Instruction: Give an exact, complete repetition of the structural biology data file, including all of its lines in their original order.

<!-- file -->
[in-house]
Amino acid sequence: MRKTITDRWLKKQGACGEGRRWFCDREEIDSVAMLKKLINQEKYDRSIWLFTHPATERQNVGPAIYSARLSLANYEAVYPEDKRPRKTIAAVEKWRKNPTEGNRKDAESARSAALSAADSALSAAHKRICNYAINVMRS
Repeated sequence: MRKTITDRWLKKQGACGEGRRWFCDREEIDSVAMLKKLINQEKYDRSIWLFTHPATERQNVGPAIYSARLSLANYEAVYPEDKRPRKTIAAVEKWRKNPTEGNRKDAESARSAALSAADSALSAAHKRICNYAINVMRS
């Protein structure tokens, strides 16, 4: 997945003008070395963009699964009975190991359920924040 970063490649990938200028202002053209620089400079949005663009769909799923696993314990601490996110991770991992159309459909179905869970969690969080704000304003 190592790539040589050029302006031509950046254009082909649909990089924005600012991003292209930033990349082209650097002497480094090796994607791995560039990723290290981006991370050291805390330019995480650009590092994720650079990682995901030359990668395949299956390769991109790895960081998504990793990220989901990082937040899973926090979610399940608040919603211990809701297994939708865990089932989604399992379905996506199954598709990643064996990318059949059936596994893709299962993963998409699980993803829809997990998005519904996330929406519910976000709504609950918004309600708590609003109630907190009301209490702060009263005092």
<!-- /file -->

[in-house]
Amino acid sequence: MRKTITDRWLKKQGACGEGRRWFCDREEIDSVAMLKKLINQEKYDRSIWLFTHPATERQNVGPAIYSARLSLANYEAVYPEDKRPRKTIAAVEKWRKNPTEGNRKDAESARSAALSAADSALSAAHKRICNYAINVMRS
Repeated sequence: MRKTITDRWLKKQGACGEGRRWFCDREEIDSVAMLKKLINQEKYDRSIWLFTHPATERQNVGPAIYSARLSLANYEAVYPEDKRPRKTIAAVEKWRKNPTEGNRKDAESARSAALSAADSALSAAHKRICNYAINVMRS
């Protein structure tokens, strides 16, 4: 997945003008070395963009699964009975190991359920924040 970063490649990938200028202002053209620089400079949005663009769909799923696993314990601490996110991770991992159309459909179905869970969690969080704000304003 190592790539040589050029302006031509950046254009082909649909990089924005600012991003292209930033990349082209650097002497480094090796994607791995560039990723290290981006991370050291805390330019995480650009590092994720650079990682995901030359990668395949299956390769991109790895960081998504990793990220989901990082937040899973926090979610399940608040919603211990809701297994939708865990089932989604399992379905996506199954598709990643064996990318059949059936596994893709299962993963998409699980993803829809997990998005519904996330929406519910976000709504609950918004309600708590609003109630907190009301209490702060009263005092």